Students’ prior knowledge helps / hinders new learning How they organize knowledge influences how they learn and apply what they know. 3. Motivation determines, directs, and sustains what they do to learn. 4. To develop mastery, students must acquire component skills, practice integrating them, and know when to apply what they have learned. 5. Goal-directed practice, coupled with targeted feedback, enhances the quality of learning. 6. Students’ current level of development interacts with the social, emotional, and intellectual climate of the course to impact learning. 7. To become self-directed learners, students must learn to monitor and adjust their approaches to learning. 1. 2.

The Why: Average Retention Rate from Different Teaching Methods (% of learning students can recall after 24 hours)

2% 4% 7% 11% 18% 27% 31%

Lecture Reading Audiovisual Demonstration Discussion Group Practice by Doing Teach Others Immediate Use of Learning

David A. Sousa How the Brain Learns (2000)

Cited in Barkley, Student Engagement Techniques

The Why: Average Retention Rate from Different Teaching Methods (% of learning students can recall after 24 hours)

2% 4% 7% 11% 18% 27% 31%

Lecture Reading Audiovisual Demonstration Discussion Group Practice by Doing Teach Others Immediate Use of Learning

David A. Sousa How the Brain Learns (2000)

verbal processing

verbal + visual processing

doing / applying

Cited in Barkley, Student Engagement Techniques



We want the so-called “higher-order” cognitive skills, not just repetition and regurgitation (à la Bloom)



Achieving higher levels of thinking requires students to do something, to engage actively in the learning process. Also, students learn best when they’re aware of where they are on this pyramid (meta-cognitive).



Sitting passively in class won’t promote higher-order thinking.



Neither will activities that only ask for remembering & understanding. (Caution: misalignment)

The How:

What “active learning” strategies do you already use?

     

Interactive Lectures Problem-Based Learning Case-Based Learning Other Inquiry-Guided Learning Service-Learning Collaborative and Cooperative Learning

     

Interactive Lectures Problem-Based Learning Case-Based Learning Other Inquiry-Guided Learning Service-Learning Collaborative and Cooperative Learning



Feedback Lecture



One-Minute Papers



Guided Lecture



Think / Pair / Share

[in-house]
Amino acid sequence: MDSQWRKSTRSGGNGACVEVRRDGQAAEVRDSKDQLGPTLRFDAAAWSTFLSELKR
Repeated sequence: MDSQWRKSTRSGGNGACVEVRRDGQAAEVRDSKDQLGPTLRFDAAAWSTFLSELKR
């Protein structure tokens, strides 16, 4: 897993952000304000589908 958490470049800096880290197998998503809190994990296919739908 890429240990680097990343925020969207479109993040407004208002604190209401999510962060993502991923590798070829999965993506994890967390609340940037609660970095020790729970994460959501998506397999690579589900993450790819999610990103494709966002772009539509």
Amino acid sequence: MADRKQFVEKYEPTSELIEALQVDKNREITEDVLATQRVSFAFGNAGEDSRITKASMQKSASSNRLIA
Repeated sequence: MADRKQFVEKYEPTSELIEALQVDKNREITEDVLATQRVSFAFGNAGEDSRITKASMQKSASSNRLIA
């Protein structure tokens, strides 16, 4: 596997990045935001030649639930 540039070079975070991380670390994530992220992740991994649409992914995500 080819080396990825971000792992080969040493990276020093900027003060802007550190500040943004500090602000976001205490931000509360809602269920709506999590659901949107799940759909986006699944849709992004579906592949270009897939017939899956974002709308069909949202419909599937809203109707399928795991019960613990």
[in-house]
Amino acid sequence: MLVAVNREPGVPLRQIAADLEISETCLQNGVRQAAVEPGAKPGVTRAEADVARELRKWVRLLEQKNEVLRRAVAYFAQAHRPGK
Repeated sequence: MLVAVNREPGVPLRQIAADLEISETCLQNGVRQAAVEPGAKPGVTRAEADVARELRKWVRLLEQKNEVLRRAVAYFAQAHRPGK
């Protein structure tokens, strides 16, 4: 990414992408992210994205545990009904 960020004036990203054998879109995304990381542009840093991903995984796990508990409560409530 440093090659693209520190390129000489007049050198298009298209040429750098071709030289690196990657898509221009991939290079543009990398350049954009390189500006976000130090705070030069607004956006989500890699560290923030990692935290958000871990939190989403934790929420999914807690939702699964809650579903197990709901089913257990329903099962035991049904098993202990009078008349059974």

Responsive Lecture



Other:



Pause Procedure



Lecture Quiz



ConcepTests

 Discussion  Mini-Cases  “Flipped” Classroom

Goals, Objectives, and Philosophies



Class size and/or type



Time (or lack of it!)



Student perceptions, motivation



Faculty perceptions, lack of knowledge



“Content tyranny” (Prince 2004)



Start with course goals and your student learning objectives for each lecture / lesson.  What’s the difference?



Consider your teaching situation.



Reflect on your teaching philosophy and teaching style.



Start small – a little goes a long way, and you need different things at different times



Consider whether you really are “losing” something for content



Podcast lectures, have students doing things in class



Begin to let students help prepare / teach / model / demonstrate things in class



Provide rationale (so students know “why”)



Give them a little research on learning



Introduce Bloom; use to structure exams



Set expectation from the first day



Ask students to devise or propose activities

List all the concepts, ideas, points you can recall from this session.

1. 2. 3. 4.

Identify the most important idea for your teaching. Describe / define why it’s important for you / your courses. Elaborate new questions it raises / calls to mind. Apply the concept: how would you use it in class?

IDEA activity adapted from Feb 2010 issue of National Teaching and Learning Forum.

Debie Lohe [email protected]

BLOOM (1956)

ANDERSON & KRATHWOHL (2001)

http://www.learnnc.org/lp/pages/4719

COURSE GOALS

LEARNING OBJECTIVES



General, broad



Specific, concrete



About you/course



About students



State what you or the course will do / teach



State what students will know and/or be able to do



Describe hopes & ideals for student learning



Describe observable, measurable actions



May describe kind of learning experience



Can be cognitive, affective, or psychomotor

Subject

Class

Teacher

Learner

Expert

Delegator

Facilitator Anthony F. Grasha, Teaching with Style (1996)

Formal Authority

Personal Model